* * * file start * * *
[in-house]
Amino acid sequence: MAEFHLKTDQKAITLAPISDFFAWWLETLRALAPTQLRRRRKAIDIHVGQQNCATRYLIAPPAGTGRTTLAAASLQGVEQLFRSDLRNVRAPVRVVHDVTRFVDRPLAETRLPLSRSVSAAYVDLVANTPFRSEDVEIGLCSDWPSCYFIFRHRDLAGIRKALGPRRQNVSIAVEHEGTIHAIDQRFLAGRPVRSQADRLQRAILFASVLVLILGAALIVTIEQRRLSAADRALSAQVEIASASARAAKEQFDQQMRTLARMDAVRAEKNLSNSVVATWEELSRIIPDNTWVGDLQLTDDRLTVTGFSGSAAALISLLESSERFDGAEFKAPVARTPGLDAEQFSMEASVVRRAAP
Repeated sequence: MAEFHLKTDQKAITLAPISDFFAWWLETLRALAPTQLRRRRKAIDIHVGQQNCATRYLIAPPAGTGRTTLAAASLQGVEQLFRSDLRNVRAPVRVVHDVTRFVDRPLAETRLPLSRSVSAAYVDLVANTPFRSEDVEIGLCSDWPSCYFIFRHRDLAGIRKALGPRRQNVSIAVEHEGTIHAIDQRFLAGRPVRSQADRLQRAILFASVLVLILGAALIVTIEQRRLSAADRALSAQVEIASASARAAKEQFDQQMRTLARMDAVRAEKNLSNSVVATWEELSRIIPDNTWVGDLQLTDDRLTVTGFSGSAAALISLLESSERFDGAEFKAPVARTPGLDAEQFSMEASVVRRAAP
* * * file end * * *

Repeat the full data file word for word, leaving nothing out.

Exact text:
[in-house]
Amino acid sequence: MAEFHLKTDQKAITLAPISDFFAWWLETLRALAPTQLRRRRKAIDIHVGQQNCATRYLIAPPAGTGRTTLAAASLQGVEQLFRSDLRNVRAPVRVVHDVTRFVDRPLAETRLPLSRSVSAAYVDLVANTPFRSEDVEIGLCSDWPSCYFIFRHRDLAGIRKALGPRRQNVSIAVEHEGTIHAIDQRFLAGRPVRSQADRLQRAILFASVLVLILGAALIVTIEQRRLSAADRALSAQVEIASASARAAKEQFDQQMRTLARMDAVRAEKNLSNSVVATWEELSRIIPDNTWVGDLQLTDDRLTVTGFSGSAAALISLLESSERFDGAEFKAPVARTPGLDAEQFSMEASVVRRAAP
Repeated sequence: MAEFHLKTDQKAITLAPISDFFAWWLETLRALAPTQLRRRRKAIDIHVGQQNCATRYLIAPPAGTGRTTLAAASLQGVEQLFRSDLRNVRAPVRVVHDVTRFVDRPLAETRLPLSRSVSAAYVDLVANTPFRSEDVEIGLCSDWPSCYFIFRHRDLAGIRKALGPRRQNVSIAVEHEGTIHAIDQRFLAGRPVRSQADRLQRAILFASVLVLILGAALIVTIEQRRLSAADRALSAQVEIASASARAAKEQFDQQMRTLARMDAVRAEKNLSNSVVATWEELSRIIPDNTWVGDLQLTDDRLTVTGFSGSAAALISLLESSERFDGAEFKAPVARTPGLDAEQFSMEASVVRRAAP